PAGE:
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  • This article seems to suggest the exact (too serious a subject to note the pun) opposite to your view: https://www.nature.com/articles/srep35547
    This one https://www.ncbi.nlm.nih.gov/pmc/articles/PMC3347848/ also suggests that choline has good benefits in the body and that a deficiency would be...

    This article seems to suggest the exact (too serious a subject to note the pun) opposite to your view: https://www.nature.com/articles/srep35547
    This one https://www.ncbi.nlm.nih.gov/pmc/articles/PMC3347848/ also suggests that choline has good benefits in the body and that a deficiency would be disadvantageous.
    However both are studies on choline with betaine as well. Betaine is found in a different food source to eggs but found in meat and wheat grain perhaps then an egg on toast would only have benefits; especially as your article on phytates also implies that not fermenting grains provides some anti-oxidant value from the phytic acid, which would reduce the cancer risk of choline in eggs?
    Apologies for the negative view of your article - just doing some research myself. My understanding is that choline is beneficial. Perhaps in prostate cancer there is something else not being consumed which would reduce the disease and isolating choline as a antagonist is not providing the full story?

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  • What salt are you referring to? You mention sodium.
    This is the 'salt' in processed foods that preserves them.
    The salt that the body needs is from celtic sea salt that contains magnesium as well as trace elements of the electrolytes which then balance the sodium part of celtic sea salt in the...

    What salt are you referring to? You mention sodium.
    This is the 'salt' in processed foods that preserves them.
    The salt that the body needs is from celtic sea salt that contains magnesium as well as trace elements of the electrolytes which then balance the sodium part of celtic sea salt in the body.
    Water we all know is very good for us, but it is only as good as the minerals it should contain. We are missing those minerals in our tap water supply and need to get them from our food. Celtic sea salt is one way to gain the minerals.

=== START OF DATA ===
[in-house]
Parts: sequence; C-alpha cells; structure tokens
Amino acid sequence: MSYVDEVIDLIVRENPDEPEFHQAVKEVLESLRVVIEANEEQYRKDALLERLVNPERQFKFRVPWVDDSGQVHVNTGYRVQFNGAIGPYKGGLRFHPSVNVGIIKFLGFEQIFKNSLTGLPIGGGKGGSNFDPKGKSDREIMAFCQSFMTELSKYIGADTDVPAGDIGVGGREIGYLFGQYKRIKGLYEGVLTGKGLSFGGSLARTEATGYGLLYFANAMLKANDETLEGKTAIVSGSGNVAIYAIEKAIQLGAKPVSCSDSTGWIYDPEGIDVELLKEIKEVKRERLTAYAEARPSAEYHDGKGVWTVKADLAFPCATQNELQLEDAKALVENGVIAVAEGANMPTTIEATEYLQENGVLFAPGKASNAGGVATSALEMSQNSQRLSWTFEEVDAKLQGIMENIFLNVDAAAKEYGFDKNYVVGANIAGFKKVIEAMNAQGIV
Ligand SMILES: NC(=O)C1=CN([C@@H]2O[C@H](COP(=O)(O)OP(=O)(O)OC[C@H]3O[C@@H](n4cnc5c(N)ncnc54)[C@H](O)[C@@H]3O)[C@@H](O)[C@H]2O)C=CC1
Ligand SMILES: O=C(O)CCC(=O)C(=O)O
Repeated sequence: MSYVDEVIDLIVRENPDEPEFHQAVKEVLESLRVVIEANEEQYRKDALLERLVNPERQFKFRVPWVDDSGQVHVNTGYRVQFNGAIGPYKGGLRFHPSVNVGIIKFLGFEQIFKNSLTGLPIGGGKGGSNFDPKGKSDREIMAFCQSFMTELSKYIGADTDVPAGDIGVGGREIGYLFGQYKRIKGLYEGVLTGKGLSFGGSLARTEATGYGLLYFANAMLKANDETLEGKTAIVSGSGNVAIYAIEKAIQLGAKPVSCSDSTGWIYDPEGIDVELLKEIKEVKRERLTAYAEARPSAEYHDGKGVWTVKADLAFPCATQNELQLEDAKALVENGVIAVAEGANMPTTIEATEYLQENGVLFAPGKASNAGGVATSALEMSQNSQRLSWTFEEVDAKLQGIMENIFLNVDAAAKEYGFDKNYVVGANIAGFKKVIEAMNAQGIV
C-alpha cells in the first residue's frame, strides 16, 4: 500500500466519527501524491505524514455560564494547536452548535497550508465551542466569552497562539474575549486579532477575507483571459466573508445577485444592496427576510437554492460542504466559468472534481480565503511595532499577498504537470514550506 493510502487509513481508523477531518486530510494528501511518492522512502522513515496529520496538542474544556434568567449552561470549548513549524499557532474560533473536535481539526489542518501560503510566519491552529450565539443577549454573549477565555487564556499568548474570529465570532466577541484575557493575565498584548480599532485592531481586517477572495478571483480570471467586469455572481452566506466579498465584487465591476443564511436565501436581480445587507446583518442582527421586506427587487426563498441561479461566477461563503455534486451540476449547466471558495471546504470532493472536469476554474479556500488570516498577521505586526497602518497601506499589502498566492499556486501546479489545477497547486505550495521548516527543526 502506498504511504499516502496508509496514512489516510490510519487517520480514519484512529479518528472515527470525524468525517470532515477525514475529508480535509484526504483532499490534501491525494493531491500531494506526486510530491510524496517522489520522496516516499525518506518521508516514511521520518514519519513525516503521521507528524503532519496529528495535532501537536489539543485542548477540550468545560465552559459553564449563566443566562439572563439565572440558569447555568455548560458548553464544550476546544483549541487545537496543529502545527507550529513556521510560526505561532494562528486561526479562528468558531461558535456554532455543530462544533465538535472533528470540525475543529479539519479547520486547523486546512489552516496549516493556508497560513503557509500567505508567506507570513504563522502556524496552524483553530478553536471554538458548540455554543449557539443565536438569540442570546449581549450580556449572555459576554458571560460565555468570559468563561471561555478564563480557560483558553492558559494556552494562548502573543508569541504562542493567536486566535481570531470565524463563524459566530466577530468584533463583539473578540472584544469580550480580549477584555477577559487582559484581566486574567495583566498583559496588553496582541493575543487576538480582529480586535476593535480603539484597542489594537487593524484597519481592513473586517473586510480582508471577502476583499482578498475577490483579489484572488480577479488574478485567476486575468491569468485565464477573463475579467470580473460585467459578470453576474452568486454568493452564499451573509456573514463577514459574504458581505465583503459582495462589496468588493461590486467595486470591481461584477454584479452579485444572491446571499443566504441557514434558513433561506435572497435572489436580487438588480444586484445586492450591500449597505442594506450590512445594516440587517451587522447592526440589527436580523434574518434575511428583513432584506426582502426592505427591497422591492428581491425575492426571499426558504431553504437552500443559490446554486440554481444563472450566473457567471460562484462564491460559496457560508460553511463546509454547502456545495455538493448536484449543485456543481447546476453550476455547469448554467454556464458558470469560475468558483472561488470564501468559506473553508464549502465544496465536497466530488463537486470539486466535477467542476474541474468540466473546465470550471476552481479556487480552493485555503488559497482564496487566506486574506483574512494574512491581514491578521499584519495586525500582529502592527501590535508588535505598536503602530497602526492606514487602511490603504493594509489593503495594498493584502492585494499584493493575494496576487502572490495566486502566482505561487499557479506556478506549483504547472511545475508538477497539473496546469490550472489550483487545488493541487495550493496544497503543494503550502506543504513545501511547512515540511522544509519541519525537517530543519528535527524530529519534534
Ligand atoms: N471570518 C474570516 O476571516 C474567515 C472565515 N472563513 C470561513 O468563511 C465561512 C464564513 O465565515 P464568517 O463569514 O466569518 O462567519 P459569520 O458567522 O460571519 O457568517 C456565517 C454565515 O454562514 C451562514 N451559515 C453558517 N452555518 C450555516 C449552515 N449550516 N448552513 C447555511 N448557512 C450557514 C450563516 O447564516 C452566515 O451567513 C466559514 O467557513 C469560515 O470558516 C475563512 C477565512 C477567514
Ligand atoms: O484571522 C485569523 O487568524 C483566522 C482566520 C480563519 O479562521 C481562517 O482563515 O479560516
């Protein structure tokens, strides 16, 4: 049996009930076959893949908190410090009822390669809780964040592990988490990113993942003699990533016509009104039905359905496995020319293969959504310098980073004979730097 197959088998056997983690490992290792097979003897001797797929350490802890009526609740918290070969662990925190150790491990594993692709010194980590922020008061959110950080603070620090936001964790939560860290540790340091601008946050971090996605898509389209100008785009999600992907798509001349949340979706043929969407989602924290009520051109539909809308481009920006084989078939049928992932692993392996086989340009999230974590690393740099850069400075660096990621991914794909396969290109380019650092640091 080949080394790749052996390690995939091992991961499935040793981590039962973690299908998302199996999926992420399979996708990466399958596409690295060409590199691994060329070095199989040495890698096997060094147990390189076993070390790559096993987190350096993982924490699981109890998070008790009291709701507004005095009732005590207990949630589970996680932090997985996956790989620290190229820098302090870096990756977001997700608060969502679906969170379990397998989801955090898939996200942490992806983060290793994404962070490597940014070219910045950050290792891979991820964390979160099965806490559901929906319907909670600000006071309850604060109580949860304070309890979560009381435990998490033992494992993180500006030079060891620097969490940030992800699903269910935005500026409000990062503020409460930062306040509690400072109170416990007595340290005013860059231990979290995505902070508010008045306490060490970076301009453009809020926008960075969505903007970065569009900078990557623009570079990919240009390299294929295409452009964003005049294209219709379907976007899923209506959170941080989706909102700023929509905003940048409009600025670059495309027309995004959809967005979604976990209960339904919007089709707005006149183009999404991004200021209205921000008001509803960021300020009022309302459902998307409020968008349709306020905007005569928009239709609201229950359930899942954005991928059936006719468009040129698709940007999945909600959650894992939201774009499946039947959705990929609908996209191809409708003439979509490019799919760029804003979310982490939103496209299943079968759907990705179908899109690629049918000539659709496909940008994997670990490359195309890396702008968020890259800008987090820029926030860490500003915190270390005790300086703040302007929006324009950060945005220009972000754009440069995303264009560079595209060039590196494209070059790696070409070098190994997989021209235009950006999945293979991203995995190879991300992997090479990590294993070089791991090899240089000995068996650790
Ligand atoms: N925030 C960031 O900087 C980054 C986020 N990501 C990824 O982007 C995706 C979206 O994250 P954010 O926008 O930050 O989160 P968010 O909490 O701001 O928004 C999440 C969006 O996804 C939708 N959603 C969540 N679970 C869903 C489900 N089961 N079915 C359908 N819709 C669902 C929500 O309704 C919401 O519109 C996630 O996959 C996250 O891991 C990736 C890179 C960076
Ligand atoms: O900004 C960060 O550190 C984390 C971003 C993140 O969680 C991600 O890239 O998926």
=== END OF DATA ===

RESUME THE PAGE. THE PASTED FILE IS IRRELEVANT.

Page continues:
It is the sodium in processed foods that is extremely bad for the body.
    I think it is extremely important to make this distinction; to suggest people avoid salt is a health hazard bordering on dangerous. I am aware of a friend's relative who died of kidney failure due to the advice to avoid salt. His family took the advice on board and used lo-salt substitutes which the GP was not aware of.
    The distinction needs to be Celtic Sea Salt (celtic simply means salt made in the old-fashioned way and contains magnesium which is why it is grey in colour) or Sodium. It is sodium that is bad because it is a concentration of only one of the electrolytes.

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    • Hi Marianne,
      This article is referring to all salt, including Celtic sea salt. It also doesn’t tell you to avoid salt, but to avoid excess salt. Hi Marianne,
      This article is referring to all salt, including Celtic sea salt. It also doesn’t tell you to avoid salt, but to avoid excess salt. The article also gives the great advice to not add salt to prepared food, but to add it at the table as that results in much lower sodium consumption. When you add salt while you are preparing the food, it is desolved into the food and takes much more salt to activate your taste buds compared to adding salt at the table. With our current food system, it is very difficult to eat a low sodium diet unless you are preparing your own food from scratch. If fact it is near impossible to not get the minimum amount of sodium required. I follow Jeff Novick’s advice to not eat prepared food that has more milligrams of sodium than it has calories (and I don’t eat any prepared foods that I don’t know the sodium content). Assuming your eat 2000 calories, this would guarantee that you would get less than 2000mg of Salt a day. Before transitioning to a whole food plant based diet, I suffered from high blood pressure and even after going plant based, I was still in the mild hypertension range without medication until I removed the excess sodium from my diet.
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    • Hi Marianne,
      This article is referring to all salt, including Celtic sea salt. It also doesn’t tell you to avoid salt, but to avoid excess salt. THi Marianne,
      This article is referring to all salt, including Celtic sea salt. It also doesn’t tell you to avoid salt, but to avoid excess salt. The article also gives the great advice to not add salt to prepared food, but to add it at the table as that results in much lower sodium consumption. When you add salt while you are preparing the food, it is desolved into the food and takes much more salt to activate your taste buds compared to adding salt at the table. With our current food system, it is very difficult to eat a low sodium diet unless you are preparing your own food from scratch. If fact it is near impossible to not get the minimum amount of sodium required. I follow Jeff Novick’s advice to not eat prepared food that has more milligrams of sodium than it has calories (and I don’t eat any prepared foods that I don’t know the sodium content). Assuming you eat 2000 calories, this would guarantee that you would get less than 2000mg of Salt a day. Before transitioning to a whole food plant based diet, I suffered from high blood pressure and even after going plant based, I was still in the mild hypertension range without medication until I removed the excess sodium from my diet.
        More ...
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